We have potential clients call frequently with the intent of retooling their web site. The redesign is brought on typically by a multitude of reasons: “The design is old.”; “We have a new brand.” ; “We want to get found by more prospects.” Businesses and organizations that come with a goal of creating a successful balance of creative, search and content are the ones we know are serious.
Before moving or launching your new site, read the tips below and take note:
1) Define your goals
A redesign should focus on ways to impact your business, not just look pretty. What that means is every decision, from design layout, site architecture and SEO should be focused on your goals. Determine your goals in two ways:
The first is to determine what kind of traffic you would like to drive to your site.
Keyword research applies here.
Second, determine what you would like your visitor to do when they land on your site.
Conversion planning applies here.Conversion planning is a guide to the hierarchy of your site so that you guide your visitor to the conversion point (be it a page to read, a product to purchase, a form filled out, a phone call, etc.) and take them through a preplanned path to meet your goal – more leads coming through the door.
2) SEO Assest Inventory
One of the biggest mistakes you can make in launching a new site is to not protect your previous and current marketing efforts that have brought you awareness and conversions to date. In other words: great content, keywords you’re ranking with, inbound links to designated landing pages (and all important pages), successful conversion paths. This is SOOO important.
Many web design experts miss this when the design focus is more important than internet marketing. Discuss with your web designer and developer a plan to setup 301 redirects from your previous indexed URLs (the pages Google and other engines know about) to your new site structure.
3) Setup your Site Architecture To Match The Needs of Your Audience (both Human and Spider)
I’ve heard the saying that “spiders are like 4 year olds with Attention Deficit Disorder (ADD).” With the growing statistic, even of your human audience, of having a total of 7 seconds to make your first impression online, you can see that both site visitors need the ability to consume information quickly. A spider needs to see keyword directed content in the HTML of your page (like meta data for each page and content of the page as close to the top as possible, lean-mean code basically) – a human needs to quickly navigate and consume content specific to their interest. Setting up the site to create strategic landing pages, then drill down to topic specific pages through links (i.e. siloing) is a helpful advantage to delivering clean, clear content to both audiences.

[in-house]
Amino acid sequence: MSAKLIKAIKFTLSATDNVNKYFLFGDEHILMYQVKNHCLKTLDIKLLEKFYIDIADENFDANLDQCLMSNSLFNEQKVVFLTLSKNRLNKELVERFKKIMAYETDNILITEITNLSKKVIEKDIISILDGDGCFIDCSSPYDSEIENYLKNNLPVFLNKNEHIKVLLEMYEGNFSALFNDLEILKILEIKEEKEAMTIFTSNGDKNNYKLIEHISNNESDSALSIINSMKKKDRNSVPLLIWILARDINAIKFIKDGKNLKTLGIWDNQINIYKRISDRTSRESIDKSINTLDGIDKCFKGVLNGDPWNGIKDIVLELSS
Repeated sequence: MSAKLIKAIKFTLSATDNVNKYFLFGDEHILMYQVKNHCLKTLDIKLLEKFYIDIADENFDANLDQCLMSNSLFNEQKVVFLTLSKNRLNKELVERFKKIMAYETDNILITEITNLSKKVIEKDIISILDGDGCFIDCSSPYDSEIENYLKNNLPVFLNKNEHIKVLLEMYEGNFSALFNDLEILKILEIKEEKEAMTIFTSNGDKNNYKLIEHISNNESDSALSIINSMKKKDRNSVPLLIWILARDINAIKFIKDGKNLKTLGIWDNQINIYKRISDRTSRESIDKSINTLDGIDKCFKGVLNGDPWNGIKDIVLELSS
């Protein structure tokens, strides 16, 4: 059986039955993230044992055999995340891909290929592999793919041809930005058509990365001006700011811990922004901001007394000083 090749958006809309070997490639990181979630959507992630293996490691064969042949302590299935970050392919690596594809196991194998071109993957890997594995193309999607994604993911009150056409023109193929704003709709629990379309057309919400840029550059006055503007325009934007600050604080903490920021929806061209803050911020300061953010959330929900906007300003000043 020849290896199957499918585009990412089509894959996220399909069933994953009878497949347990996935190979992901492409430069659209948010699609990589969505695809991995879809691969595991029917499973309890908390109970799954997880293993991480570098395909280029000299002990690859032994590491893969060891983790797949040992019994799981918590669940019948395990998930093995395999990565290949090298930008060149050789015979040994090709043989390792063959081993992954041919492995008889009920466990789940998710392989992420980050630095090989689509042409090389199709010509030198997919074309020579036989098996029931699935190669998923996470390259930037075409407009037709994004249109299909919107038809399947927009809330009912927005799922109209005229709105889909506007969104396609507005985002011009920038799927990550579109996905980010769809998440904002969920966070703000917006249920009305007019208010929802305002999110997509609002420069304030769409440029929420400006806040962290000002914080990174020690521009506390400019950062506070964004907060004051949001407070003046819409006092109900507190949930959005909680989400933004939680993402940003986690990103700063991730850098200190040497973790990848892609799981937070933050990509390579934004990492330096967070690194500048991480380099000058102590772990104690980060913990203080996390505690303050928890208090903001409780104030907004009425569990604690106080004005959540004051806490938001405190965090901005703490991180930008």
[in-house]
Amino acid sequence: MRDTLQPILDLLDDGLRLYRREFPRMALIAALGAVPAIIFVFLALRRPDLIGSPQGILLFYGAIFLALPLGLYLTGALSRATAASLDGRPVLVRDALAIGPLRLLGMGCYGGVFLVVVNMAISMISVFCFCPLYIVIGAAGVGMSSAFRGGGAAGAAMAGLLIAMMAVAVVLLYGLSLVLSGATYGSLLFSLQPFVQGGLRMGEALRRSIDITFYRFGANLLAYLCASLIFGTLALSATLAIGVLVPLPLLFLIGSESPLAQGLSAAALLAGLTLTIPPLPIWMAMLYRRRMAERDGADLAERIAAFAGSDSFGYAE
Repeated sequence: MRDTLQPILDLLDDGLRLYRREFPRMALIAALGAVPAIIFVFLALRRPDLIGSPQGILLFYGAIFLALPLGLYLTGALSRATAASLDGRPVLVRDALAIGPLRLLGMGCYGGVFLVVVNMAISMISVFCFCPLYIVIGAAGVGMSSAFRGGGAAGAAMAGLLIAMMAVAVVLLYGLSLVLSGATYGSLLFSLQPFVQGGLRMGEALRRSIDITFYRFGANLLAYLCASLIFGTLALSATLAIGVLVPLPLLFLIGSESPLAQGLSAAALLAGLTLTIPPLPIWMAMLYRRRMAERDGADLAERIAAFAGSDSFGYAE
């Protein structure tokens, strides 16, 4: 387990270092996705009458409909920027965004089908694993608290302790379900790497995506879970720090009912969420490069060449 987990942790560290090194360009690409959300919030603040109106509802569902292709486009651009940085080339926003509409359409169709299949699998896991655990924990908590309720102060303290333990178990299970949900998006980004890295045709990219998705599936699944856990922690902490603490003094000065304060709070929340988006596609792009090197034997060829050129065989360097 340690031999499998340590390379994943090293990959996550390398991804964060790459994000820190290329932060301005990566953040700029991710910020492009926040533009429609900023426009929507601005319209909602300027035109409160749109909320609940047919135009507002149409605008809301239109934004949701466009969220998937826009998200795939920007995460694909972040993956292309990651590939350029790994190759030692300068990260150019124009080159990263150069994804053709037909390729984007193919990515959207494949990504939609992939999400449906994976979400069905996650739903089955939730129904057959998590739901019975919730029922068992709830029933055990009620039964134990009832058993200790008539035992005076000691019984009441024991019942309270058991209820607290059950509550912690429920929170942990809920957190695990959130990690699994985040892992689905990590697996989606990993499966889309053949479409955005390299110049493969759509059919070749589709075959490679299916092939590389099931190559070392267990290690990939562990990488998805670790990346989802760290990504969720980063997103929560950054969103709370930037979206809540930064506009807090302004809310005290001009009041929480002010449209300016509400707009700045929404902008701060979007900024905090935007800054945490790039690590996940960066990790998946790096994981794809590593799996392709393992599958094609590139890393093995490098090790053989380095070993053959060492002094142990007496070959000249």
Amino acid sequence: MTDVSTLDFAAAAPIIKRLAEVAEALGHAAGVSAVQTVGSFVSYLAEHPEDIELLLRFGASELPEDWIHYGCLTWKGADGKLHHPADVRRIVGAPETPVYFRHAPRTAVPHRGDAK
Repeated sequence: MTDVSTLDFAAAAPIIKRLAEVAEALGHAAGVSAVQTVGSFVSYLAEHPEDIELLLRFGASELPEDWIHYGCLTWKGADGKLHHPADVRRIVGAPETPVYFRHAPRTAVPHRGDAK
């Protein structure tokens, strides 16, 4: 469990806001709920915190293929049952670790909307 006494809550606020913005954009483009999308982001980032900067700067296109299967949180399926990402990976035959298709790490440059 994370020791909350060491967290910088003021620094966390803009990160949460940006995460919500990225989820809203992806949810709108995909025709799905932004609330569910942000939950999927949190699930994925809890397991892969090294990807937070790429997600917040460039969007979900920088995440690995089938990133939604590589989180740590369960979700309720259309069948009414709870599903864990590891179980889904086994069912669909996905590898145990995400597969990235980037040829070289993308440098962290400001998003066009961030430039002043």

4) Plan for an Ongoing Content Strategy
One of the best ways to grow awareness and traffic to your site and convert visitors is to develop a strategy for ongoing development for content. Quality, UNIQUE content (i.e. do not copy/paste from other sites) is king to attracting your audience (both human and engine spider) and keep them coming back for more. Build content, build your business faster.
Blogs have the history for frequently updated content, and spiders know it….a blog on your website is good. Not a blog as your website…I said a blog on your website. (future post)
5) Have Web Analytics In Place; Monitor Results
The only way to know whether you are satisfying your goal (and delivering results to your business to make up for the investment!) is to track and monitor your increase in visitors and conversions. As a general rule, if your end result is too design focused, you’ll see fewer leads; If it’s too search focused, you’ll see fewer conversions. With balance in mind, results you will have…your boss will thank you for it! Read more on Analytics
6) Test, Test and Test
“Oh testing, how we love thee.” What a way to determine what’s working and what’s not? Become friends with Google Website Optimizer. Testing is like a focus group, a controlled science experiment (9th grade science comes to mind). Testing demonstrates whether the influence your agency, design firm, neighbor or web developer offered is good advice. Let your visitors tell you what works best for them…then adapt 🙂